Did you know that several centuries ago, a Pope impacted Jewish law?

Most Jewish events of note are based on the Jewish calendar. That’s why it’s surprising to learn that the date when Jews in the Diaspora begin requesting rain (for the Holy Land) in their prayers is based on the Gregorian calendar, not its Jewish counterpart.

The Mishnah in Ta’anit 10a claims that while we begin mentioning rain in our prayers on Shemini Atzeret, we do not actually begin requesting rain until the 7th of Cheshvan, 15 days later. The reason for the delay is to allow the Jewish pilgrims who came to Jerusalem for Sukkot to travel home without fearing for precipitation as a travel impediment. The travel time back to Babylon, crossing the Euphrates River, was about 15 days.

Regarding prayers for rain in the rest of the Diaspora, the Talmud then states that the prayers do not begin until 60 days from the “season” have elapsed. The reason for the delay in this case is not due to traveling, but because in those days, the Diaspora was on a lower altitude and did not need the rain as badly.

Since the seasons are based on the solar calendar, the date for the Diaspora is indeed based on the secular calendar. The autumnal equinox referenced above takes place on September 22 or 23rd. If this is the case, why is the prayer not scheduled for the end of November, sixty days later?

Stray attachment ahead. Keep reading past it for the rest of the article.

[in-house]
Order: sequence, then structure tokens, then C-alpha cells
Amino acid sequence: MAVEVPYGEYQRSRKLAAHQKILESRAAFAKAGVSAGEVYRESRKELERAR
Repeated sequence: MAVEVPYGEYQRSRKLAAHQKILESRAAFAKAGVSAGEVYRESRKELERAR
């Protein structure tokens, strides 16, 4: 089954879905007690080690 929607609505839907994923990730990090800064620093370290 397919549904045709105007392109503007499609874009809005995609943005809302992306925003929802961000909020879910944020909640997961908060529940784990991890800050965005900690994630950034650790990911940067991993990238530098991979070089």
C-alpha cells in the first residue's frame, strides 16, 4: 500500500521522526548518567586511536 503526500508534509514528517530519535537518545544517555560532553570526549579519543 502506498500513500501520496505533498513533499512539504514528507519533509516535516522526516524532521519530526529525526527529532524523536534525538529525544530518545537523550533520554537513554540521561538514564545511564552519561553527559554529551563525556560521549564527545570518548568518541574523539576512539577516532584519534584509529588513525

In 1582, Pope Gregory XIII manipulated the secular Julian calendar in three ways, two of which were related to the frequency of the leap year. His new “Gregorian” calendar skipped February 29th in the century year (1900, 2000, 2100…). Pope Gregory’s alteration that impacts our liturgy stems from his decision to have the Julian calendar skip 10 days. The Pope decreed that in 1582, October 4th should be followed by October 14th. For these reasons the 60 days fall out about 10 days later. In the 21st century, the Julian date of September 23 becomes October 7 in the Gregorian Calendar. Hence December 4th and 5th.

Rabbeinu Asher claims that the Talmudic date of 60 days past the autumnal equinox only has bearing in Babylonia, due to its abundant rainfall. Other locales should follow the 7 Cheshvan date identified with the Land of Israel as did Provence (Southern France) and he approved of this practice.

Tonight, during the evening service (Ma’ariv) Jews outside the land of Israel begin praying for rain by inserting the phrase v’ten tal umatar’(please cause dew and rain to fall) in to the prayers. This prayer is recited until the last prayer prior to Passover.

Copyright © 2018 NJOP. All rights reserved.